Sunday, February 15, 2009

Tubeless Tyre repair kits

As mentioned in my blog on last weekend's ride I managed to puncture the Connie's rear tyre in Hicks Bay. Once again the tyre pressure monitoring system on the Connie was fantastic in alerting me to the issue straight away and I pulled over before all of the air had leaked out.

The main cause of this was riding on a gravel road on a pretty well stuffed tyre. When I left home I knew that the tyre was on it's way out but I thought that it would last the 1,600km ok. I probably didn't allow for the very hot conditions and the crappy condition of most of the North Island's roads but luckily the story has a happy ending.

Following a puncture the day before on Cowboyz ZX-9 the team were pretty practised at using the repair kits so plenty of help was on hand to advise me on the repair job. The hole was discovered pretty quickly and the rasp in the repair kit was used to hone the hole out a little before I poked the plug in. We didn't use any of the gas canisters to inflate the tyre as the house I stopped outside of had a compressor that we borrowed.

Riding off I was quite cautious and kept a close eye on the tyre pressure readout all the way home but had absolutely no issues at all and in the picture below you can see what the repair looked like after another 500km of riding. Cowboyz also had no issue with his repair and he was traveling two-up for the most part.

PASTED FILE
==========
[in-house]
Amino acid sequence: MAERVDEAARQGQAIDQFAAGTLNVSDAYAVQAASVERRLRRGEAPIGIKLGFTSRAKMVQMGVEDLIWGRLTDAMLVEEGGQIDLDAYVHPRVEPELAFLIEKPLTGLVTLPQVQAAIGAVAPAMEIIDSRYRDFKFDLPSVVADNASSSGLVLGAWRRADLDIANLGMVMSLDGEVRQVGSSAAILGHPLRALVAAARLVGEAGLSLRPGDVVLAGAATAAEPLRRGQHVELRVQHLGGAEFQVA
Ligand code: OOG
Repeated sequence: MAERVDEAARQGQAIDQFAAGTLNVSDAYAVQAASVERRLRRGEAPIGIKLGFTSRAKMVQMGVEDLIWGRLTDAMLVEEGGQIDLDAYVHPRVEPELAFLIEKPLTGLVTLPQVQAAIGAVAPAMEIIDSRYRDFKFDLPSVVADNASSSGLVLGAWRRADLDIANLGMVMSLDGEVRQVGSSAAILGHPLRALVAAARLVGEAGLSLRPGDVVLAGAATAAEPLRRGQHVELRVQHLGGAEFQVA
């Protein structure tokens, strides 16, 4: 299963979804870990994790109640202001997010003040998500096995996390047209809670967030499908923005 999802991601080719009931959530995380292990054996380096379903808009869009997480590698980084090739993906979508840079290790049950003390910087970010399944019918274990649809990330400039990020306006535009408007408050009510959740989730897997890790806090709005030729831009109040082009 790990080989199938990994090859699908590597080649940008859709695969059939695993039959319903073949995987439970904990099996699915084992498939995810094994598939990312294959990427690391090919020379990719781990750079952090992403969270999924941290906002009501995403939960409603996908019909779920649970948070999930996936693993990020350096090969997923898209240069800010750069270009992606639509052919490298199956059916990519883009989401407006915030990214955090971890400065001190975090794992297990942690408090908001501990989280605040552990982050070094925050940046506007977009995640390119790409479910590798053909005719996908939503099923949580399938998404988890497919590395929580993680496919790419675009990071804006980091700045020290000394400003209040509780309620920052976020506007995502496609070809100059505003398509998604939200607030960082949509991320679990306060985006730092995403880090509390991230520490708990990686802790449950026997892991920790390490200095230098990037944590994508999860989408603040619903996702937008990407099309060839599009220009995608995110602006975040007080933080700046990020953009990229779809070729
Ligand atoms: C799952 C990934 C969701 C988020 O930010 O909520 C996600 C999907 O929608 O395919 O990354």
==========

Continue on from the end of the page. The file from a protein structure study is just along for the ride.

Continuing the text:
All in all the repair kit has more than paid for itself by getting me home safely after an incident miles from a friendly bike shop. The only issue I think there is with the kits is the gas canisters. Firstly they are expensive and you'd need a few to get decent pressure in the tyre. The second issue is that I doubt that you'd get the full required pressure as once there is some pressure in the tyre it gets to the point where it equalises with the pressure in the canister.

On Cowboyz's bike we only used one canister (still had plenty of air in his tyre as it hadn't actually gone down) and when it was removed there was still air in it but because of the pressure balancing out the air was wasted. We could have put on another canister but you'd end up getting less and less of the air from the canister into the tyre as the tyre's pressure increased. I am seriously thinking of getting a cheap 12 volt compressor to plug into the Connie's accessory socket as you can't pick where the next puncture will happen...

Used Strada:

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